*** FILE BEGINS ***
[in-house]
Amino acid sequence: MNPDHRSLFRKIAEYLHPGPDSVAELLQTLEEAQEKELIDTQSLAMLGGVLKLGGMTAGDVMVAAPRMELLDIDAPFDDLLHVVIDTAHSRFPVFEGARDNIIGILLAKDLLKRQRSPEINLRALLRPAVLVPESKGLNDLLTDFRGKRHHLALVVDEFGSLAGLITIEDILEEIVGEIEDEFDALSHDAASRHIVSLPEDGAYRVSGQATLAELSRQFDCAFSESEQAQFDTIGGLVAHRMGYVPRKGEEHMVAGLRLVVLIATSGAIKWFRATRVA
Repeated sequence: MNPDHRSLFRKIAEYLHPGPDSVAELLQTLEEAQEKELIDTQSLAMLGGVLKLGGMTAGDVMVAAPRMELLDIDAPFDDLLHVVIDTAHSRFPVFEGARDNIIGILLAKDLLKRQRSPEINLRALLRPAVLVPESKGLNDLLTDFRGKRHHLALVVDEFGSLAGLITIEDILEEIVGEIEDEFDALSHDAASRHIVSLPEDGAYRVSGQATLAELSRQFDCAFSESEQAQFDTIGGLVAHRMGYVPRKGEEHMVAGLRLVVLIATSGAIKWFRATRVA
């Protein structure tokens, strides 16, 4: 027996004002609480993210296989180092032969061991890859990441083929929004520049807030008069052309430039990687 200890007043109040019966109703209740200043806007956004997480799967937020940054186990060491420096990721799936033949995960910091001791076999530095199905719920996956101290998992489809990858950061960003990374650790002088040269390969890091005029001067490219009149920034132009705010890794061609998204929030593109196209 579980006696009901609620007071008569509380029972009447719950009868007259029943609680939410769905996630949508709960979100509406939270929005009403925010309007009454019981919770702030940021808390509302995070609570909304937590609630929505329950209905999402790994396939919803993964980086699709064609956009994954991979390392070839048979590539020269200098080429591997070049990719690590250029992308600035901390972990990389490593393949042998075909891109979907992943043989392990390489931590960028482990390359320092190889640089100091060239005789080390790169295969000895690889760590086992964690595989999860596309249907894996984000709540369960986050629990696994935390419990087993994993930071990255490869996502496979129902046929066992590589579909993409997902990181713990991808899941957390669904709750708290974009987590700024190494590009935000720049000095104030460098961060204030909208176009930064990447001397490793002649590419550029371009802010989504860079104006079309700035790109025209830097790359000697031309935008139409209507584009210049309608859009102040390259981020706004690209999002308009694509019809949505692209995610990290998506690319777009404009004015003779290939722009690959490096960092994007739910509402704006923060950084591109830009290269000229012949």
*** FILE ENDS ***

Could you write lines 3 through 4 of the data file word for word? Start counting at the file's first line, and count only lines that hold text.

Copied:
Repeated sequence: MNPDHRSLFRKIAEYLHPGPDSVAELLQTLEEAQEKELIDTQSLAMLGGVLKLGGMTAGDVMVAAPRMELLDIDAPFDDLLHVVIDTAHSRFPVFEGARDNIIGILLAKDLLKRQRSPEINLRALLRPAVLVPESKGLNDLLTDFRGKRHHLALVVDEFGSLAGLITIEDILEEIVGEIEDEFDALSHDAASRHIVSLPEDGAYRVSGQATLAELSRQFDCAFSESEQAQFDTIGGLVAHRMGYVPRKGEEHMVAGLRLVVLIATSGAIKWFRATRVA
């Protein structure tokens, strides 16, 4: 027996004002609480993210296989180092032969061991890859990441083929929004520049807030008069052309430039990687 200890007043109040019966109703209740200043806007956004997480799967937020940054186990060491420096990721799936033949995960910091001791076999530095199905719920996956101290998992489809990858950061960003990374650790002088040269390969890091005029001067490219009149920034132009705010890794061609998204929030593109196209 579980006696009901609620007071008569509380029972009447719950009868007259029943609680939410769905996630949508709960979100509406939270929005009403925010309007009454019981919770702030940021808390509302995070609570909304937590609630929505329950209905999402790994396939919803993964980086699709064609956009994954991979390392070839048979590539020269200098080429591997070049990719690590250029992308600035901390972990990389490593393949042998075909891109979907992943043989392990390489931590960028482990390359320092190889640089100091060239005789080390790169295969000895690889760590086992964690595989999860596309249907894996984000709540369960986050629990696994935390419990087993994993930071990255490869996502496979129902046929066992590589579909993409997902990181713990991808899941957390669904709750708290974009987590700024190494590009935000720049000095104030460098961060204030909208176009930064990447001397490793002649590419550029371009802010989504860079104006079309700035790109025209830097790359000697031309935008139409209507584009210049309608859009102040390259981020706004690209999002308009694509019809949505692209995610990290998506690319777009404009004015003779290939722009690959490096960092994007739910509402704006923060950084591109830009290269000229012949």